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Flash flood damage to be fixed by city

by Alan McArthur
Landmark reporter

The Parkville Board of Aldermen on Tuesday voted to begin the process of fixing some of the damage caused from a flash flooding event on Wednesday, July 2.

The storm caused damage from the small stream, which starts at the Parkville Commons and travels south along Walnut and West Streets before meeting with Rush Creek and flowing into the Missouri River.

According to Jay Norco, city engineer, the storm that caused the flooding was well above even a 500-year storm event predicted for the Kansas City area. The storm caused seven inches of rain to fall in three hours.

The storm caused damage to a number of culverts under roadways and driveways as well as flooding in some homes and damage to property.

The city voted to approve an agreement for engineering services to replace the Elm Street and 11th Street culvert. The agreement is for no more than $9,300 in engineering services to design the new culvert and road with Harrington and Cortelyou.

According to Dan Koch, director of public works, the culvert sustained damage during the flash flood and will need to be replaced. He assured the board that the culvert was checked and though it sustained damage, the road above is usable.

Koch estimated the cost to replace the culvert might be between $100,000 and $150,000. Koch said that since the cost is not budgeted, the project would probably wait to be included in next year's budget.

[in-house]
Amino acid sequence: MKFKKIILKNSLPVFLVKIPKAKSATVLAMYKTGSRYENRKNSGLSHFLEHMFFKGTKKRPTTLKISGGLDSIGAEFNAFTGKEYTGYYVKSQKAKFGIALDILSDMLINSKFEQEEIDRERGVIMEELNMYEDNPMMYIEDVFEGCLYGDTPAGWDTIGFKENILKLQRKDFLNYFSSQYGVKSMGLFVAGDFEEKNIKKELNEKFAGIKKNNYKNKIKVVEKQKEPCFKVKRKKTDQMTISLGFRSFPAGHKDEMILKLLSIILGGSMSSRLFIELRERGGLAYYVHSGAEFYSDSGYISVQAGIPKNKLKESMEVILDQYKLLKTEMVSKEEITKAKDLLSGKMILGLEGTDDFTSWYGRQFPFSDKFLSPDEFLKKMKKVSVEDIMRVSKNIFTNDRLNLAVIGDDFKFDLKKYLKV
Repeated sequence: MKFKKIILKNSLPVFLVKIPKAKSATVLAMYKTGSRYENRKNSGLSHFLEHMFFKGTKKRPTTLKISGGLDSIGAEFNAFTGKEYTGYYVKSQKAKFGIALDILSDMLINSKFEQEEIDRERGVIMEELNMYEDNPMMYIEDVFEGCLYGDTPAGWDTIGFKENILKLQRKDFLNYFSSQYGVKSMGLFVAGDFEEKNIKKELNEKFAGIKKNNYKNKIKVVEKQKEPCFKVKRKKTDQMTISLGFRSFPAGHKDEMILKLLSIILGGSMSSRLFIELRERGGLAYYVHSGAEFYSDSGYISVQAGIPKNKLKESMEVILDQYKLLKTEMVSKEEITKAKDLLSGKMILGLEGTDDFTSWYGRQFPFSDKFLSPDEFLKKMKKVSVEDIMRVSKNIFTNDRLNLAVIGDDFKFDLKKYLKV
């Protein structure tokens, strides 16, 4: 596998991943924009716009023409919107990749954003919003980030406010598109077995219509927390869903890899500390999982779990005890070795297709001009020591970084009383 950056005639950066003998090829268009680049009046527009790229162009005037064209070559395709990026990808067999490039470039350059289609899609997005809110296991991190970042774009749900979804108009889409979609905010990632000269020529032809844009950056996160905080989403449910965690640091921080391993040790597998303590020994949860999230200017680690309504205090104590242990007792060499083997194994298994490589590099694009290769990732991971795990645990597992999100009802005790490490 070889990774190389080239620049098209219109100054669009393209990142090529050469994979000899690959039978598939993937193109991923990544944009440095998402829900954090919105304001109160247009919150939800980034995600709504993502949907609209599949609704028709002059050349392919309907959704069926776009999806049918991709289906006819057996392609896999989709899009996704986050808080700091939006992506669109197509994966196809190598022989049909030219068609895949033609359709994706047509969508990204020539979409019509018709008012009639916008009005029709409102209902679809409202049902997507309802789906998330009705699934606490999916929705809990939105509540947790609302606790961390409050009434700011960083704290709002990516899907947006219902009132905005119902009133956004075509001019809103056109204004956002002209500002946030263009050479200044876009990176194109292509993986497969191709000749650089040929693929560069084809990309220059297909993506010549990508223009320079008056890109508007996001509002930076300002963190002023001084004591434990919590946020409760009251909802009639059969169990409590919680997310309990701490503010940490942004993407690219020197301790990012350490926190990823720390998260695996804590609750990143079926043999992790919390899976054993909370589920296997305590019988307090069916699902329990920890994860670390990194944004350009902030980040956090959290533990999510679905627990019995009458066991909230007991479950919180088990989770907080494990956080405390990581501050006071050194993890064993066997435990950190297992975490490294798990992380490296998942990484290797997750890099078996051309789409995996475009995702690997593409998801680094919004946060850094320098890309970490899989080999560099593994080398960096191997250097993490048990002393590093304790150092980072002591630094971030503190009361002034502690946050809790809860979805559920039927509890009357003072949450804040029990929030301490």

The cost for the engineering services is not budgeted and therefore came out of the city's emergency fund.

The board also heard reports from several citizens who said they received damage to their properties in the flash flood.

Virginia Ground and Jim Horton both spoke to the board about damage to their properties.

Ground described a number of old trees along the creek, which had fallen into the creek and blamed recent construction upstream including a new housing development west of Bell Road.
Ground asked for the city to pay for the clean up of the trees in the creek and the other debris washed down by the flash flood.

Horton described the damage along his driveway and blamed it on undersized culverts, which block the flow of the stream under his and other driveways. He asked that the city replace the culvert to prevent the flood from happening again.

Koch told the board that the city usually does not replace culverts along private driveways that are not in the public right of way.

Norco said that the driveway was constructed before there were any guidelines for sizing of culverts to handle rainfall. The current driveway has one 48-inch culvert and Norco said today the driveway would be required to have three 48-inch culverts.

In other business, the board also received a credit for savings associated with the Brink Myers Road Improvements. The city is receiving a credit for $9,880.84 because some materials were purchased by the city instead of though the construction contract and because of landscaping done by neighboring property owners.

The board approved an increase in the limit to purchase waterline materials associated with the Brink-Myers Road Improvement project.

The increase raises the limit from $96,000 originally to a new cap of $101,000 because there were items the water district staff forgot to include in the original bill.

The city will now purchase additional isolation valves to place along the water line to keep from having to clean out the water line each time a new home or business is connected to the waterline.




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